By the time the tenth anniversary of the murder of Stacey Burns rolls around (May 10, 2019) I’ll be 79 years old.
My friends and some family are telling me it is time to give up my motorcycle/scooter. I’m wondering when it is time to give up on finding out who killed Stacey Burns. I started (officially) in October, 2010, spending a week in Wolfeboro and conducting interviews with anyone who would speak with me. (There were many.) Based on those interviews and many additional ones in the area later (always on my dime) plus newspaper accounts, and, of course, the famous but utterly useless 20/20 documentary, I have written a narrative of about 170 pages (50,000 words, give or take). Of course, it comes to a screeching halt when I can’t write the “Arrest/Trial/Conviction” chapters.
So, here I am, wondering which I will give up first- my 600cc “scooter” or my quest for the solution of the Stacey Burns murder case.
By the way, I have zero confidence that the NHSP are truly interested in solving this case. It is just one of so many (read: Bobbie Miller et al) that are in the open-unsolved category. How can they manage to solve all of them?
As always, disappointed, disillusioned but still hopeful . . .
Below are the first three paragraphs of page 2, “Murder in a Small Town. . .
“I only know my truth,” she says while admitting that others no doubt have their own version and would see it as equally valid. Many people in Stacey Burns’ circle of family and friends felt that they knew her well and struggle with the constantly clashing disparities in the descriptions of that final weekend. When Peggy Hart mentions in an interview on the 20/20 television show that Stacey wanted to be everyone’s best friend, she strikes a chord with most who knew Stacey. Since she was in contact with many of her friends throughout the day on Saturday, what could be so difficult about discovering the truth of those last hours before her death? In one of the first of many ironic twists in this story, the actions of Stacey Burns herself on Saturday serve as the most substantial obstacles to this discovery.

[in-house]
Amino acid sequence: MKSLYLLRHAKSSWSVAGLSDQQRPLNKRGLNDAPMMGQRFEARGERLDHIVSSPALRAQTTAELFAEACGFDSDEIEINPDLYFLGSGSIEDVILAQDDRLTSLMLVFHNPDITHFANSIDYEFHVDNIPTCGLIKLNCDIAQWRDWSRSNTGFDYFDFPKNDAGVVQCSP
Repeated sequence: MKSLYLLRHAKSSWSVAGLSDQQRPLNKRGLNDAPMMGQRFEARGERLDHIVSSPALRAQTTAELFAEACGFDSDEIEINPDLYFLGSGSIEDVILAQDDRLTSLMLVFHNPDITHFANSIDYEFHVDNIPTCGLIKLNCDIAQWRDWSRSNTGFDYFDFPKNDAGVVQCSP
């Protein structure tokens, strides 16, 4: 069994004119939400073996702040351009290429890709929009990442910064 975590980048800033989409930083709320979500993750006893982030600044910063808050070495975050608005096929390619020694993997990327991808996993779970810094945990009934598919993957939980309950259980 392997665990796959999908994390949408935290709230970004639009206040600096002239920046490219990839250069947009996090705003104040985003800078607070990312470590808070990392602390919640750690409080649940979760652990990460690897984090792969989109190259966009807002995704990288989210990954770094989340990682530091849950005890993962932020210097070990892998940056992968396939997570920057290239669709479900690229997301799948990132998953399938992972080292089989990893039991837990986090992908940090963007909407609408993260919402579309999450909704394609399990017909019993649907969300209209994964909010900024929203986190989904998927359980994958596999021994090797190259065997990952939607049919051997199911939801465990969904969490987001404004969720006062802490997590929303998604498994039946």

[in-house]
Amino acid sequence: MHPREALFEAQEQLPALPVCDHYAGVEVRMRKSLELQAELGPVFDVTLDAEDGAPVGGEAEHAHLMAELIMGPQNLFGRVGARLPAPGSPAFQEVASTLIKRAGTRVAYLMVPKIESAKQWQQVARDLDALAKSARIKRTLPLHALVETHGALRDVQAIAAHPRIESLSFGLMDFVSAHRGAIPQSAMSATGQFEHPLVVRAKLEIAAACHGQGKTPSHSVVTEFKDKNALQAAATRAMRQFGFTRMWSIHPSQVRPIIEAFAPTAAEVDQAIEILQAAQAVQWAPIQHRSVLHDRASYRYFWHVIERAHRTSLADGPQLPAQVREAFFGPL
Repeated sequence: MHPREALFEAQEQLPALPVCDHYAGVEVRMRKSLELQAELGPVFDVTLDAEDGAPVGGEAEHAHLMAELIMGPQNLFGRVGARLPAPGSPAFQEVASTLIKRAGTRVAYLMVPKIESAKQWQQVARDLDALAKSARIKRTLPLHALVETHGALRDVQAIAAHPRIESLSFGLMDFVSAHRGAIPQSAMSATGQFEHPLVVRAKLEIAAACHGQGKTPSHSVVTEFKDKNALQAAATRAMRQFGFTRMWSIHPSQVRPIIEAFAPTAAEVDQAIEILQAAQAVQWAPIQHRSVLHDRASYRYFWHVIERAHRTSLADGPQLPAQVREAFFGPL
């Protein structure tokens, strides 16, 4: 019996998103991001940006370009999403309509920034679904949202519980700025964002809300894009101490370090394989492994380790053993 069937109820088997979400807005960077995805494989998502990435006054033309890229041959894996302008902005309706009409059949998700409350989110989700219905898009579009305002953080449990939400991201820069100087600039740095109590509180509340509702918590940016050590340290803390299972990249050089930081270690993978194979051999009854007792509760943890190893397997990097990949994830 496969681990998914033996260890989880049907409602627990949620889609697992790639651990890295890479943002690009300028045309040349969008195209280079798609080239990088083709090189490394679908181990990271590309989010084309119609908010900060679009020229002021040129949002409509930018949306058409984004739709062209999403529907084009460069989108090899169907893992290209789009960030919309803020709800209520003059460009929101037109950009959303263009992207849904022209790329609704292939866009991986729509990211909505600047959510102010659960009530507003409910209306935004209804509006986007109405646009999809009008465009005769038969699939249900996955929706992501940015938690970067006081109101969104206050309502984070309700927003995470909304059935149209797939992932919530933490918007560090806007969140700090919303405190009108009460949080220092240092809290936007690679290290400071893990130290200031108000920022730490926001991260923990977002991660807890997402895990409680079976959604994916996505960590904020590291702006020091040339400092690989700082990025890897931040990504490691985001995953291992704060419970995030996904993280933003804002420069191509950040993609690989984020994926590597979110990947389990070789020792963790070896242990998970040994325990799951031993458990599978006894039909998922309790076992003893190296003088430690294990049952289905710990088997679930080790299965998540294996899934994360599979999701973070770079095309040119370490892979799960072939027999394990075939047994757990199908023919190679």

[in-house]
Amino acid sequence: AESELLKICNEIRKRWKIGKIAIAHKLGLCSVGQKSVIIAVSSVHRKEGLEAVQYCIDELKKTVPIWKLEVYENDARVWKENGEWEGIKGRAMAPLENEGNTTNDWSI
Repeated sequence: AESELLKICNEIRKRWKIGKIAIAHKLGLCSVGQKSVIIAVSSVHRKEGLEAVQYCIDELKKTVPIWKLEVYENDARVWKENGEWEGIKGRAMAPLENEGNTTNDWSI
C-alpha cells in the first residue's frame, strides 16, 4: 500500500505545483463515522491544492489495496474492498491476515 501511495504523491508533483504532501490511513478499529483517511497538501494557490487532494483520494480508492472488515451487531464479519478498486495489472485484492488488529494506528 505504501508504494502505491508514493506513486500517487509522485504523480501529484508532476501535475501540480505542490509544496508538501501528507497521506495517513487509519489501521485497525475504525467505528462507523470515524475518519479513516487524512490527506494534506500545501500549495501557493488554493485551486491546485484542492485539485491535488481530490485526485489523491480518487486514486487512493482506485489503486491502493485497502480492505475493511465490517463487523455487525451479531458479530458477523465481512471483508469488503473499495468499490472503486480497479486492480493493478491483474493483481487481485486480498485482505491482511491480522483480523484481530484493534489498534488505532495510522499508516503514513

The personality of Stacey Burns is well-documented. She was a charming, vivacious young woman with a deep love of children, her family and her friends. She is described as willing to do anything for anybody, the kind of person to whom people are naturally drawn. Her kindness and compassion set such a high standard that most people would find it impossible to match. She was, by all accounts, the kind of person who would “light up a room,” as her soon-to-be ex-husband, Ed Burns says in his own 20/20 interview. What some of her friends question in the dreadful void of life without Stacey is whether that desire to be a best friend caused her to tell people what they wanted to hear. By all accounts, she was sensitive almost to a fault. Could it be that she might have altered the truth slightly if she felt that by being completely honest she would hurt someone’s feelings or perhaps have a comment reflect negatively on them?
Unfortunately but not surprisingly, one person’s truth may become another’s conjecture and one person’s conjecture becomes another’s truth. Sadly, the one witness who could tell the truth in every instance is dead, leaving behind an opportunity for anyone involved to develop a particular and, in some cases, a peculiar version of the truth. Other witnesses who could verify information about those thirty six-hours have chosen, as one said, “not to be involved in any way” with this project. Therefore, flushing out the “real” truth is not an easy task. Objectivity, that great attitudinal strength so necessary in any search for facts, accuracy, and reality, is paramount in making sense out of the senseless.